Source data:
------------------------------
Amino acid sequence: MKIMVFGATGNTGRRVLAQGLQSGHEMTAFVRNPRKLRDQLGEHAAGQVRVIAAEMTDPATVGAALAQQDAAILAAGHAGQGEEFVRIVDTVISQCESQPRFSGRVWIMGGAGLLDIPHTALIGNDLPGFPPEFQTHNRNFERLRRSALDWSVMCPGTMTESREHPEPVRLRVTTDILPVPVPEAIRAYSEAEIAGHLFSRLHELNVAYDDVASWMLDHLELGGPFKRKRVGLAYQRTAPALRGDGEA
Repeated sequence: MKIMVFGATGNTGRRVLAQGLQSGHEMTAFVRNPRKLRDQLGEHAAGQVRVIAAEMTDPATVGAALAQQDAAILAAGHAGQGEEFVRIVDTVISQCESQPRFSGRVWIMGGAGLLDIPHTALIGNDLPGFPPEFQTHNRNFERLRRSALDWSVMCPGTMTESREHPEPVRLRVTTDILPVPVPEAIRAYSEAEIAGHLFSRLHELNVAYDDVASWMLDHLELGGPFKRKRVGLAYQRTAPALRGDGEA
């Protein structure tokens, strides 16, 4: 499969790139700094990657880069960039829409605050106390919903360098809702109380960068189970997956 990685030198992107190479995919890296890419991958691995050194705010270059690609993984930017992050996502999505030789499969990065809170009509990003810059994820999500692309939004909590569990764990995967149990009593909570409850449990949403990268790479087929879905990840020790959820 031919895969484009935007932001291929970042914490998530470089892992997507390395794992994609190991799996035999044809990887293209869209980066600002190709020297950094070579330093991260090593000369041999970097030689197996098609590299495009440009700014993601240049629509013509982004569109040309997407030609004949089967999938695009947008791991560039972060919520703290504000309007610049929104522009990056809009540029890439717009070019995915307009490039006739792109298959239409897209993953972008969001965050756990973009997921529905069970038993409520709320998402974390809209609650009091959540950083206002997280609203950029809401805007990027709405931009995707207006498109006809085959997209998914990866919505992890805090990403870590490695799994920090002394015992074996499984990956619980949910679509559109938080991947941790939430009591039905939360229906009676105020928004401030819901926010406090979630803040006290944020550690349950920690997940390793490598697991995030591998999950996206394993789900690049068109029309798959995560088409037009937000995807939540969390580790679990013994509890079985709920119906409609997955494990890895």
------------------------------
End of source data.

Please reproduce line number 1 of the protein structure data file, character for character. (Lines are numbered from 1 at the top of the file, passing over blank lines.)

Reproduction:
Amino acid sequence: MKIMVFGATGNTGRRVLAQGLQSGHEMTAFVRNPRKLRDQLGEHAAGQVRVIAAEMTDPATVGAALAQQDAAILAAGHAGQGEEFVRIVDTVISQCESQPRFSGRVWIMGGAGLLDIPHTALIGNDLPGFPPEFQTHNRNFERLRRSALDWSVMCPGTMTESREHPEPVRLRVTTDILPVPVPEAIRAYSEAEIAGHLFSRLHELNVAYDDVASWMLDHLELGGPFKRKRVGLAYQRTAPALRGDGEA